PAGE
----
People learn best by doing. That’s a simple idea, backed by reams of evidence. And yet I always struggle with this idea when I’m writing. Online science communication is by-and-large a passive medium, where the writer tells a story, and the reader listens. It might be an incredibly compelling and engaging story, but it’s ultimately one where the writer is at the wheel and the reader is taken along for the ride. Sometimes this limitation frustrates me, because I recognize that it isn’t the most effective way to communicate ideas.
But today I came across something that made me see a different way of communicating online, one that whole-heartedly adopts this ‘learn by doing’ philosophy and puts the reader in the driving seat. It’s called Parable of the Polygons, and was built by Vi Hart and Nicky Case. It’s what that they call a playable blog post, part story and part game, set in an imaginary world of squares and triangles. While it might at first seem like an odd mathematical game, it delivers a lucid and very relevant lesson on real-world segregation.
The goal of the game is to move the squares and triangles around until they’re all happy. These shapes like living in a diverse world inhabited by squares and triangles alike - in fact they prefer diversity. But there’s a small problem. Each shape is slightly ‘shapist’. Here’s how Hart and Case put it,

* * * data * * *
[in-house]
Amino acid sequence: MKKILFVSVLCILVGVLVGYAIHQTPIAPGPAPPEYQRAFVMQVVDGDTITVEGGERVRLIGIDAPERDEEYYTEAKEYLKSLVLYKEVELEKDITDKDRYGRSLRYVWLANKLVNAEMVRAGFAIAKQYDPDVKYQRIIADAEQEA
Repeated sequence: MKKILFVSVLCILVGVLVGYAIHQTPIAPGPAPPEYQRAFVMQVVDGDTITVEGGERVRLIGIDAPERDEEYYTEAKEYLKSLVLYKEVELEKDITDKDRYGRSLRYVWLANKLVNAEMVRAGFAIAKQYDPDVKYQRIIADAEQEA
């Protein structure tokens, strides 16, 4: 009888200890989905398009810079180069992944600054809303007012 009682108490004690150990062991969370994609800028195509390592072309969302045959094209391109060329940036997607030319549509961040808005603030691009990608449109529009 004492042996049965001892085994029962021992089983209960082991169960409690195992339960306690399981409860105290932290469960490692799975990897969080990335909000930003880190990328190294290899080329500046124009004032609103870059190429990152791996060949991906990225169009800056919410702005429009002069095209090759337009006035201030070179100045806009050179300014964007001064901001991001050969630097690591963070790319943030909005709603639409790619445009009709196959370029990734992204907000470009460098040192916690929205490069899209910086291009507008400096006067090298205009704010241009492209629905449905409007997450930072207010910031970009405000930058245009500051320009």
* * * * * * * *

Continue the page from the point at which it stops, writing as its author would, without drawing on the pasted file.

"These little cuties are 50% Triangles, 50% Squares, and 100% slightly shapist. But only slightly! In fact, every polygon prefers being in a diverse crowd: You can only move them if they're unhappy with their immediate neighborhood. Once they're OK where they are, you can't move them until they're unhappy with their neighbors again. They've got one, simple rule: **“I wanna move if less than 1/3 of my neighbors are like me.”** Harmless, right? Every polygon would be happy with a mixed neighborhood. Surely their small bias can't affect the larger shape of society that much? Well..."
By playing around with these squares and triangles, you’ll discover how even slight biases towards similarly shaped neighbors can lead to total segregation. It’s a tour of the counter-intuitive math of segregation, first spelt out by the Nobel Prize winning game theorist Thomas Schelling.
But it isn’t all gloom, for the post also teaches us that if all shapes demand even the smallest bit of diversity in their neighborhoods (a slight anti-bias, if you will), then segregation plummets. The lesson here is that small individual preferences can create a large societal effect. It’s up to us to determine which direction we want that effect to go - towards a diverse world or a completely segregated one.
The Parable of the Polygons is a truly interactive way of communicating an idea. And, perhaps just as important, it’s incredibly well designed. The disarmingly charming cast of characters - delightfully animated circles and squares - playfully distill the essence of the idea, and allow Hart and Case to deliver an effective lesson about race and equality without getting embroiled in a heated political debate.
That’s enough talk. Now go check out the Parable of the Polygons.
And once you’re done with exploring that, if you live in the US, you might also be interested in this racial map of the US which shows you how diverse or segregated your neighborhood is.